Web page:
#90seconds (5) - Pawel Szymanski

The Matangis have started a new initiative: #90seconds.
Matangi seeks deepening and artistic interpretation of online artistry in these times of isolation and loneliness.

Based on Helmut Krausser's novel Melodien, Matangi is looking for the secret melodies with mysterious healing powers which are believed to be lost. Composers from all over the world participate in this quest and compose a 90-second melody for string quartet. (read more)

For my 19th birthday my dear friend and amazing jazz-violinist Jeffrey Bruinsma gave me a CD that changed my life. A few years before that, we had listened to the beautiful album ‘The Juliet Letters’ by Elvis Costello and the Brodsky Quartet and I loved the sound of the quartet and the freedom in music making of the quartet members. So Jeffrey figured I would like the CD called ‘Lament’ as well. He was wrong. I loved it. It swept me off my feet. The big sound of the quartet, yet fragile and expressive was breathtaking.
There was one piece that I particularly liked: ‘Five Pieces’ by Pawel Szymanski. The first movement starts with a rhythmical feature and ends up in drunken glissandi for the whole quartet. It sounds as if you would play a chord on a synthesizer and then use the ‘pitch’ button to glide to other notes. How could four human beings create that crazy sound and so together?!

The second movement is a strange melody traveling through the instruments and the third movement brings you in a world of flageolets and incomplete melodies that sound like forgotten memories of Bach. The fourth movement is a real challenge for a string quartet. Everybody plays the same incredibly difficult prelude, but one sixteenth apart from each other. As string quartets always try to play together, this devilish movement makes you feel as if you are chasing each other. The last movement is a cry by the first violin, but the other players in the quartet can’t seem to find him or her. They play painfully slow falling glissandi and the first violin keeps on calling in double stops. In the end, the violin gives up and the other members end in a fade out.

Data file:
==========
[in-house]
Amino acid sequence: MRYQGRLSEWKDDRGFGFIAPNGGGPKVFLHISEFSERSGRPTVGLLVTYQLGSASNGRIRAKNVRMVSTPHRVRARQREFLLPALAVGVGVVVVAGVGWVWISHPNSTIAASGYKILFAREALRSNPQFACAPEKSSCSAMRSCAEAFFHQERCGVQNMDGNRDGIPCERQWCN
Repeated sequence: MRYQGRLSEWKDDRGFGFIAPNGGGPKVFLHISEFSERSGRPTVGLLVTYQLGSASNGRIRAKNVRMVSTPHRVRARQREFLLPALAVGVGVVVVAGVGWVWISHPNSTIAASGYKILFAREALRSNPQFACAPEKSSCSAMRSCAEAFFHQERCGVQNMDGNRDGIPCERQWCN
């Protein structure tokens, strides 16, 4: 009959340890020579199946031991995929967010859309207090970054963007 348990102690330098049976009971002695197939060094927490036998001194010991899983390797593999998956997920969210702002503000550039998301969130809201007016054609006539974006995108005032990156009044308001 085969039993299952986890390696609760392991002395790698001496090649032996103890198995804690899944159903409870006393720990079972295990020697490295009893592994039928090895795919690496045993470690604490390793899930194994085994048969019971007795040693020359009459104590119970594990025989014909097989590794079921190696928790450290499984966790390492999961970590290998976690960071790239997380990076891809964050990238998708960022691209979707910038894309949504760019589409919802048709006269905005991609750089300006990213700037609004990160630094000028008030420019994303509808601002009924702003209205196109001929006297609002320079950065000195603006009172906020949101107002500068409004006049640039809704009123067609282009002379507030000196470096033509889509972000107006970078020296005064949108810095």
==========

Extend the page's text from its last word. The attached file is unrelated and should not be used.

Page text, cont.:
This wonderful piece made me want to become a string quartet player. Without this CD and Szymanski’s piece, I’m not sure which way my musical life would have turned out. That’s why I’m even more proud that Pawel decided to write us a piece for our #90seconds. Thank you, Pawel, for your inspiration and your beautiful music.

Maria-Paula Majoor

(watch the #90seconds videos here)
(read the other blogposts here)

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